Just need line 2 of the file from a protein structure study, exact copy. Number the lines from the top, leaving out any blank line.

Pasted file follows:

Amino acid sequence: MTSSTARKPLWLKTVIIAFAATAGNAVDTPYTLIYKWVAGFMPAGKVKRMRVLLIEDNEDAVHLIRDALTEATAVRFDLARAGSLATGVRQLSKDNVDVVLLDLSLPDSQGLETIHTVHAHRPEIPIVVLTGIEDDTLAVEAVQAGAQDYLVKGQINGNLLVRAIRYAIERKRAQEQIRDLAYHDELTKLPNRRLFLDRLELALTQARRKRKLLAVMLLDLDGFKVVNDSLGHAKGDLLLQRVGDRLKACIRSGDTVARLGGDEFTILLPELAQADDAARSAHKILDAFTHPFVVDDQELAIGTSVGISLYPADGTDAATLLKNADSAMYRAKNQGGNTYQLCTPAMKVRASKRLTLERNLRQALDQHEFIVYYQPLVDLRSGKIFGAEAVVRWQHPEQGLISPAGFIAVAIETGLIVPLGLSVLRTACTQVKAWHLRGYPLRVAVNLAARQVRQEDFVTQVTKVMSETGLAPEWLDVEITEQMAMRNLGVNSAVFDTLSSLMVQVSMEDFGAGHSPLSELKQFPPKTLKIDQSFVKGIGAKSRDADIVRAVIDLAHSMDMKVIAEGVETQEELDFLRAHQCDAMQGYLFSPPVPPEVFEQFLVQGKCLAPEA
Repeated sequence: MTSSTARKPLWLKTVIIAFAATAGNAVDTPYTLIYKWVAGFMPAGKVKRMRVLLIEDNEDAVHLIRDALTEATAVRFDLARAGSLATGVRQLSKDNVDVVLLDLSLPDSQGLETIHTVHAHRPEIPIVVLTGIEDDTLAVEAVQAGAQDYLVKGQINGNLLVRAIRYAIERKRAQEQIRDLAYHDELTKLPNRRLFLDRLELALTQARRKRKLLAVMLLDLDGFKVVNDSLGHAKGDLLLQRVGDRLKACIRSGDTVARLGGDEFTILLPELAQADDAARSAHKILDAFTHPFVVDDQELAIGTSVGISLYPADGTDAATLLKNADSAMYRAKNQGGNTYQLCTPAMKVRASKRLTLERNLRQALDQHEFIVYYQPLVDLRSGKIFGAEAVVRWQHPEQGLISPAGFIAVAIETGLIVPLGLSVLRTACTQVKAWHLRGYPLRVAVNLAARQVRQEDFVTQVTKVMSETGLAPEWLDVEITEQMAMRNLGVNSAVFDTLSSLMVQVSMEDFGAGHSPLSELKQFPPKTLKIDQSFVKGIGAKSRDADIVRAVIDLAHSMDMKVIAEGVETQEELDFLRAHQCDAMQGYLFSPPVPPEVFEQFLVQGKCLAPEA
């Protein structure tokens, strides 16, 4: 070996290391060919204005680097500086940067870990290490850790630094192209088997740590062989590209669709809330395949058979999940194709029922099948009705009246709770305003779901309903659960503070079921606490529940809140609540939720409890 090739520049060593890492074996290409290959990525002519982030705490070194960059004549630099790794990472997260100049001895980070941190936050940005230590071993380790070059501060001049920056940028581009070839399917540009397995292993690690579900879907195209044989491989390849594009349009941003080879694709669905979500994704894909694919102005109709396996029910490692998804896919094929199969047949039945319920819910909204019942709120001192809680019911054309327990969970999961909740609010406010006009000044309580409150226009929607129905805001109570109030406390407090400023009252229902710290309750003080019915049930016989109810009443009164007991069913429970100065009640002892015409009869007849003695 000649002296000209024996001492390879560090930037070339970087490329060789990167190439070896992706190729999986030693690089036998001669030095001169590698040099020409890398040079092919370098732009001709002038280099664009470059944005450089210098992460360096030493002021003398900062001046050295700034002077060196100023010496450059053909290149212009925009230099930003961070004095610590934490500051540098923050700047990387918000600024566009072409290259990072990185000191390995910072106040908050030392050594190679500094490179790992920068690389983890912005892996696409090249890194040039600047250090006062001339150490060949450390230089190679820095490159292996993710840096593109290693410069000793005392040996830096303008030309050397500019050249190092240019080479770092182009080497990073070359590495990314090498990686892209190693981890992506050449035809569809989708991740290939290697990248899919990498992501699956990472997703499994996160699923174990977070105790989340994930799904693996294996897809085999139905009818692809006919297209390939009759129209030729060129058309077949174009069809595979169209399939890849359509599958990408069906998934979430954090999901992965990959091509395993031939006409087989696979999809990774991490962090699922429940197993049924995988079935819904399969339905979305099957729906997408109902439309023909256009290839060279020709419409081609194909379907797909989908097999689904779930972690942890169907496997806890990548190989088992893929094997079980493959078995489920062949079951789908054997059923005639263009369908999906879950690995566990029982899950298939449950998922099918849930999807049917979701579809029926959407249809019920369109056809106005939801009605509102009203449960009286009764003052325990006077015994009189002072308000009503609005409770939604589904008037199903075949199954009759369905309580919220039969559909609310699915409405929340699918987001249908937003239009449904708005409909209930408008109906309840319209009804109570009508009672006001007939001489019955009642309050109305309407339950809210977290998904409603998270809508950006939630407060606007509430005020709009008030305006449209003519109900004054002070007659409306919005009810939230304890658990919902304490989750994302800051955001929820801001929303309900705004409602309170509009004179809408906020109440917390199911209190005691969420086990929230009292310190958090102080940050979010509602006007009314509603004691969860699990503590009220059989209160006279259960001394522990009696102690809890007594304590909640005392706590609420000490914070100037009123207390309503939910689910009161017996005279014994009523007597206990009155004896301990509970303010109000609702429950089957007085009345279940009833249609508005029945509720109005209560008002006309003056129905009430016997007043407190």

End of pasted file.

Repeated sequence: MTSSTARKPLWLKTVIIAFAATAGNAVDTPYTLIYKWVAGFMPAGKVKRMRVLLIEDNEDAVHLIRDALTEATAVRFDLARAGSLATGVRQLSKDNVDVVLLDLSLPDSQGLETIHTVHAHRPEIPIVVLTGIEDDTLAVEAVQAGAQDYLVKGQINGNLLVRAIRYAIERKRAQEQIRDLAYHDELTKLPNRRLFLDRLELALTQARRKRKLLAVMLLDLDGFKVVNDSLGHAKGDLLLQRVGDRLKACIRSGDTVARLGGDEFTILLPELAQADDAARSAHKILDAFTHPFVVDDQELAIGTSVGISLYPADGTDAATLLKNADSAMYRAKNQGGNTYQLCTPAMKVRASKRLTLERNLRQALDQHEFIVYYQPLVDLRSGKIFGAEAVVRWQHPEQGLISPAGFIAVAIETGLIVPLGLSVLRTACTQVKAWHLRGYPLRVAVNLAARQVRQEDFVTQVTKVMSETGLAPEWLDVEITEQMAMRNLGVNSAVFDTLSSLMVQVSMEDFGAGHSPLSELKQFPPKTLKIDQSFVKGIGAKSRDADIVRAVIDLAHSMDMKVIAEGVETQEELDFLRAHQCDAMQGYLFSPPVPPEVFEQFLVQGKCLAPEA